October 24, 2019

Five-figure sum for 16 year old who developed knee problems as a result of a delayed diagnosis

After falling off of her bed, B twisted her right knee which caused her immense pain and made the area around her knee tender to touch. She went to her GP who referred her to the hospital’s emergency department. An examination at the hospital noted that she was walking with a clear limp and could only straighten her leg if she was given painkillers. She was provided with crutches and a cricket splint and told to return in two days for an outpatient clinic.

At the clinic, B was told that she should weight bear as much as possible and start doing exercises with the knee. She was told that she should try and wean herself off the splint but B found it incredibly painful to walk on her leg without it.

Two weeks later B returned for a check up. At the appointment, the doctor noted that she still had limited movement in her knee and could not straighten her leg. The doctor saw that her thigh muscle had wasted away. B was advised to continue to use her splint, stop weight bearing and rely on her crutches. This advice was the opposite of the advise that she had received at her initial appointment.

The doctor also thought that as B was still in a lot of pain and had limited movement that an MRI scan should be taken. The MRI scan was taken on 22 November and, at an appointment two and a half weeks later, B was told that she had suffered a lateral meniscal tear, which is a tear to the cartilage on the knee joint. It was therefore advised that she undergo surgery in order to try and relieve the pain and repair the tear.

Unfortunately, because of the delay in diagnosing the injury and undertaking the operation, the surgeon was unable to repair the meniscus tear and instead had to remove the entirety of the tissue.

Why was this negligent?

Had the correct scans been carried out during the first check up at the outpatient clinic, then the consultant who saw B could have either ruled out or confirmed if B had suffered a lateral meniscal tear. Our independent expert found that this was below an acceptable standard of care. It led to a 6 week delay in the diagnosis and a delay in the subsequent operation, which meant the outcome would be worse than if it had been done on time.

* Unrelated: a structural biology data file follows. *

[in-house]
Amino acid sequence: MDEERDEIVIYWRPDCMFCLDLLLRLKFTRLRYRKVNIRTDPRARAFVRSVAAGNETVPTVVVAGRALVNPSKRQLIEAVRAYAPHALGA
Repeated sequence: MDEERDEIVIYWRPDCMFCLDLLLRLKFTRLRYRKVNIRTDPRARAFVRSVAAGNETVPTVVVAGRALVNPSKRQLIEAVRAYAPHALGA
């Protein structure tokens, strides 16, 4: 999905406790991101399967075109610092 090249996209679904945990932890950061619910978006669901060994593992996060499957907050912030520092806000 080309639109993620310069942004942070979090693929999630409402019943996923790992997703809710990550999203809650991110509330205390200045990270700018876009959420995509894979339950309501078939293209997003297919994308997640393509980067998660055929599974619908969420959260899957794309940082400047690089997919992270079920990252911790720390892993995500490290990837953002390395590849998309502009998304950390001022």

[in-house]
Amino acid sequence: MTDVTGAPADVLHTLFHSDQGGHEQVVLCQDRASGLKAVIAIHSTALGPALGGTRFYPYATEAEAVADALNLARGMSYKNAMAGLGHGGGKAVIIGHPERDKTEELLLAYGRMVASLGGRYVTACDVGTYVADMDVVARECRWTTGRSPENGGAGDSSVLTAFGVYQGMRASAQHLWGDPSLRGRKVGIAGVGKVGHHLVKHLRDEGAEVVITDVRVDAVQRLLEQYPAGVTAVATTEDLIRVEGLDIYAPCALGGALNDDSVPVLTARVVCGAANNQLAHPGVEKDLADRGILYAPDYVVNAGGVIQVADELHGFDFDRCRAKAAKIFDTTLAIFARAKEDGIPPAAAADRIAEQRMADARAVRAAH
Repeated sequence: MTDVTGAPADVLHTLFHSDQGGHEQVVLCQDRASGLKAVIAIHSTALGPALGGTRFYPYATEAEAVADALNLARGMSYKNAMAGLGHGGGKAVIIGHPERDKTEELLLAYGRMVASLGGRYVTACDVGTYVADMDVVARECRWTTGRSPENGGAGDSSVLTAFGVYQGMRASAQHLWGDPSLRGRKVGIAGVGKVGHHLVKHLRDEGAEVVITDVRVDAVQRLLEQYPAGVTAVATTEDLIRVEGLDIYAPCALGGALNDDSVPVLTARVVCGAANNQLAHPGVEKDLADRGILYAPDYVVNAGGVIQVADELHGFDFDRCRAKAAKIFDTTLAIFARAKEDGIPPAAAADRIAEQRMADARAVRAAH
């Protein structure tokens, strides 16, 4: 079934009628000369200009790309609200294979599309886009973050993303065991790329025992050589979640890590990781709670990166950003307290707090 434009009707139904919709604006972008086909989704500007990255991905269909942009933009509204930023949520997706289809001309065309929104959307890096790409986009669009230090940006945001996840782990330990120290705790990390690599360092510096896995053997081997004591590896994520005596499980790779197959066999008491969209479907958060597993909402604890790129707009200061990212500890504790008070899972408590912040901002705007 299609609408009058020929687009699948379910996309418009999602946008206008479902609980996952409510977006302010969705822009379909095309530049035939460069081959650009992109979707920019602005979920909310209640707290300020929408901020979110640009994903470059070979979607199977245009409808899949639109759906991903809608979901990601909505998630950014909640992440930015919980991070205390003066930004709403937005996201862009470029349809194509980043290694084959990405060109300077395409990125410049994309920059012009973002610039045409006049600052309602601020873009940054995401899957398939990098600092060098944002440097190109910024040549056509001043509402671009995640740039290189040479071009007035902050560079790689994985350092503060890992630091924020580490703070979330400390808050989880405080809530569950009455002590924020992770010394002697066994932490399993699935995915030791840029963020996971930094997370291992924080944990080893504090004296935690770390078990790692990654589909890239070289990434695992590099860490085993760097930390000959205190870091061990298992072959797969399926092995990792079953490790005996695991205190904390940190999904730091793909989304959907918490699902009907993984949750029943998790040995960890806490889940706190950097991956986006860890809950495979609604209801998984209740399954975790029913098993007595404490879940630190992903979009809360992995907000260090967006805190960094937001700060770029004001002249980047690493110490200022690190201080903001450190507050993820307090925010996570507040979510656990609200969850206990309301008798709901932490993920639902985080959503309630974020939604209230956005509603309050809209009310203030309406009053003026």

How did this affect B?

As a result of the delay in diagnosis, B suffered an unnecessary and extended period of pain, which culminated in her having to undergo a more invasive surgery than if she had been diagnosed from the start.

Whilst the surgery allowed B to regain almost full movement in her leg, because the surgeon had to remove additional tissue in her knee as a result of the delay, B is now at an increased risk of arthritis developing earlier in life and she likely to require a knee replacement or other knee operations.

How did RWK Goodman help?

As a result of Ali Cloak’s work, RWK Goodman was able to successfully obtain a five-figure sum of damages for B. Part of the settlement is to enable her to have the future surgery on a private basis, as well as to provide the care and support she will require after the surgeries whilst recuperating.

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